The flaw in this thinking is that Hillary could carry the Kerry blue states. In the same way that many Democrats were cooled off by a McGovern candidacy in 1972, many Democrats would also turn away from a Hillary candidacy (or sit on their hands), especially if the Republicans run an apparent moderate like McCain.
Worse, Hillary could not possibly rise above the din of invective, distortions, partial truths, and uproar that would accompany her everywhere she would go. The onslaught against her would make the entire Bill Clinton Presidency look like a tip toe through the tulips. Her personality, her abrasive style, her husband, her feminism, her record -- all would work against her in a country that is, at heart, worried about security, which is naturally conservative (small "c") and not given to revolutionary political decisions. And let's face it, her very femaleness would not be an asset for the majority of voters especially in what is perceived as a time of war. It would be very unlikely for American male and female voters to elect a non-military serving woman to the Presidency under these circumstances. It just is not going to happen.
It simply is not time for a female Democratic President like Hillary Clinton, no matter how much liberals and progressives may think it is, or how much Rep. Rahm Emmanuel wants it to be. Condoleeza Rice would stand a much better chance as a female Presidential candidate for the Republicans, but I don't think even that will happen.
If, through some wierd set of circumstances, it became a Condi vs. Hillary race, I think Condi would win, given the perception of her eight years of service on the battlefront in the war on terror. That is how significant I believe Hillary's feminism and lack of military service would adversely affect her campaign. The American people, by 2008, may believe, in even more significant numbers than now, that the Iraq War was a mistake, but they will also still believe we need to be strong in the face of terror and other real threats. Hillary will not make them feel safe.
There simply is no one as powerful as Al Gore to run as the Democratic candidate in 2008. He has all the experience of serving as a United States Senator, of serving as the Vice President, and of already having run once for the Presidency and, thereby, learning from his mistakes. Although he should not personally exploit it, the increasing view that he had the Presidency taken away from him by a biased Supreme Court in what is now widely believed to be a questionable Presidential election in 2000, would also work in his favor. Many Americans could easily look back on the last eight years and imagine much better things for America than George Bush has given us.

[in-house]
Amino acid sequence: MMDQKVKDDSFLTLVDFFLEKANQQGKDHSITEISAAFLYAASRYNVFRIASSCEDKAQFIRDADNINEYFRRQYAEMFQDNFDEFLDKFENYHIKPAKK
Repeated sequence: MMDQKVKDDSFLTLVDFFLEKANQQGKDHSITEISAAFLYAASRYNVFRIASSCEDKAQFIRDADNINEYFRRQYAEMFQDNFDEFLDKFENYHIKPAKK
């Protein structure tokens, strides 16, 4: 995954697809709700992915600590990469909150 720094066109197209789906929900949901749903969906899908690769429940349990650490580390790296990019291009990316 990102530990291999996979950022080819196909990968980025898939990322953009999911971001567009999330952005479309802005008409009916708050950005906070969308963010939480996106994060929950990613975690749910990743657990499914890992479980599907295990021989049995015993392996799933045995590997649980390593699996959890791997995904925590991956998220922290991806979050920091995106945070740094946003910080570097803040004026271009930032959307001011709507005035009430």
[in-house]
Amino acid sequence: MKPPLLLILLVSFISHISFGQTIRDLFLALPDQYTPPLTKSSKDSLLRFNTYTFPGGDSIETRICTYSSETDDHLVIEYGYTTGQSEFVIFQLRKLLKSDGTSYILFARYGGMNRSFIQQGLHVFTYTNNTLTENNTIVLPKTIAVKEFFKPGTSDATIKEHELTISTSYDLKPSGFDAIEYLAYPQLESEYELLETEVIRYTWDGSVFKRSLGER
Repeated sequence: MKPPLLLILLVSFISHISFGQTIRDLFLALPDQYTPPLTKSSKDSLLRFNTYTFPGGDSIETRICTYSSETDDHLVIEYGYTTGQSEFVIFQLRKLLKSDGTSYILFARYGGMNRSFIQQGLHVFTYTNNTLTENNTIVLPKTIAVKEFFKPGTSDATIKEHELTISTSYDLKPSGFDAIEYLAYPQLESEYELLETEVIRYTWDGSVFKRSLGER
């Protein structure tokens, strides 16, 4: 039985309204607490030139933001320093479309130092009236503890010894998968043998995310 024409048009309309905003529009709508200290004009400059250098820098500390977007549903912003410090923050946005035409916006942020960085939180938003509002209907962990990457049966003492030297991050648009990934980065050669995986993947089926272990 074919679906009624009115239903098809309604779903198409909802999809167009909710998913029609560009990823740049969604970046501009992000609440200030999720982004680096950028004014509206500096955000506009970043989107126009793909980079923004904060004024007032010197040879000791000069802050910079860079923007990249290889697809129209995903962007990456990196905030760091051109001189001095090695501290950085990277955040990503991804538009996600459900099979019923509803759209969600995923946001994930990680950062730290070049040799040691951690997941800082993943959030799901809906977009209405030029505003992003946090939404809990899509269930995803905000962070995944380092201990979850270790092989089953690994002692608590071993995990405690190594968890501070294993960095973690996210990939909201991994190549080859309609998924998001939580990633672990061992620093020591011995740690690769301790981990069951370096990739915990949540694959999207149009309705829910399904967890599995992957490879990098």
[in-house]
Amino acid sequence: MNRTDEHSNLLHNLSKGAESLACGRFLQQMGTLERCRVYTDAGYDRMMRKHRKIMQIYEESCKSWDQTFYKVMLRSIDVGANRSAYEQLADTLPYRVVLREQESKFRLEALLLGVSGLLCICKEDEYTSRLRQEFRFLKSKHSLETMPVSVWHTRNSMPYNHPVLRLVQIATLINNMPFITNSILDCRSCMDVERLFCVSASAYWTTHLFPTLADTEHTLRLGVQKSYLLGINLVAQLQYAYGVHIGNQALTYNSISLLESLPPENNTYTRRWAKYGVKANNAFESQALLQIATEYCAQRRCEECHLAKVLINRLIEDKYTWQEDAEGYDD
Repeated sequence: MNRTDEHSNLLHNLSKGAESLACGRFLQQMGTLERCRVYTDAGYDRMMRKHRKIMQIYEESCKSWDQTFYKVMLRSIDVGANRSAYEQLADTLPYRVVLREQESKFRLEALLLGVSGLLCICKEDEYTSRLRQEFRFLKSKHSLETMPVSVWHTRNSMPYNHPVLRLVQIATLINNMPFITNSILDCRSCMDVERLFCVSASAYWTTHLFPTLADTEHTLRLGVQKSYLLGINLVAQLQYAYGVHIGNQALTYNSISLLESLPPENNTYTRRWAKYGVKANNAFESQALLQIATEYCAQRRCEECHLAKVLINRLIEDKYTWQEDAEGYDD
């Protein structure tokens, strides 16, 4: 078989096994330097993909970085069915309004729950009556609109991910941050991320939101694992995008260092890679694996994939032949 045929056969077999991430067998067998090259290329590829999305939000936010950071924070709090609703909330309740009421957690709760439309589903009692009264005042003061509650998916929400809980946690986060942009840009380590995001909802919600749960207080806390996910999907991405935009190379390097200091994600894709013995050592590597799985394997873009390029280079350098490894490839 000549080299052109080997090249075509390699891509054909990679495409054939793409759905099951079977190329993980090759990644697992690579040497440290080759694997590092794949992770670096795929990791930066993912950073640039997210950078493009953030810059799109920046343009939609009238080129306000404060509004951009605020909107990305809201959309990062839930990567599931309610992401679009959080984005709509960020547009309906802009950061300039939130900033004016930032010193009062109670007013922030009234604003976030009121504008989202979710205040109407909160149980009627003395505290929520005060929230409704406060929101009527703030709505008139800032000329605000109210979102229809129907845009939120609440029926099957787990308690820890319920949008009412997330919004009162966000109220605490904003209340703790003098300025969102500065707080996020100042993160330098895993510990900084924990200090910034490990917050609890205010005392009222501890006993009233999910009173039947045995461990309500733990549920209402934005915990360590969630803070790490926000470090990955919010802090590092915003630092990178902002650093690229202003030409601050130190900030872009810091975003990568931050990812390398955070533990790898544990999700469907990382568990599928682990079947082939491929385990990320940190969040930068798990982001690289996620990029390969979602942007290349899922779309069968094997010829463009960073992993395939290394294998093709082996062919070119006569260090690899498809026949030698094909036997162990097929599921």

Gore has stayed on message about the environment, he has been consistently opposed to the Iraq war and has offered concrete approaches to resolving American involvement there, and he has raised the esteem in which he is held throughout the world, a Presidential characteristic even many Republicans realize is needed for America in the years ahead. Hillary has had a muddled, lukewarm pro-Bush Iraq position that convinces no one. She tries so hard to straddle some issues (like flag-burning), it is obvious to everyone and is reminiscent of the Kerry waffling.
Gore would bring to a campaign beautifully aged and ripened political positions and voice. There is no Democrat who would be as formidable. Just on the one issue of global warming, which the American people are beginning to see with their own eyes and feel with their own skins, he would be utterly unbeatable. Over the next two years, the increase in tornadoes, hurricanes, and other natural disasters will amplify this realization. Gore can talk about these coming crises like no other candidate could.
Here is what Al Gore has said, in an interview after giving a speech at an economic forum in Sweden, about how his Presidency would have been different from the Bush years:
We would not have invaded a country that didn't attack us... We would not have taken money from the working families and given it to the most wealthy families....We would not be trying to control and intimidate the news media... We would not be routinely torturing people.
In this interview, he does shy away from any Presidential aspiration, but he also does not rule it out.Hillary Clinton, as the Democratic Party Presidential candidate, would be a monumental mistake.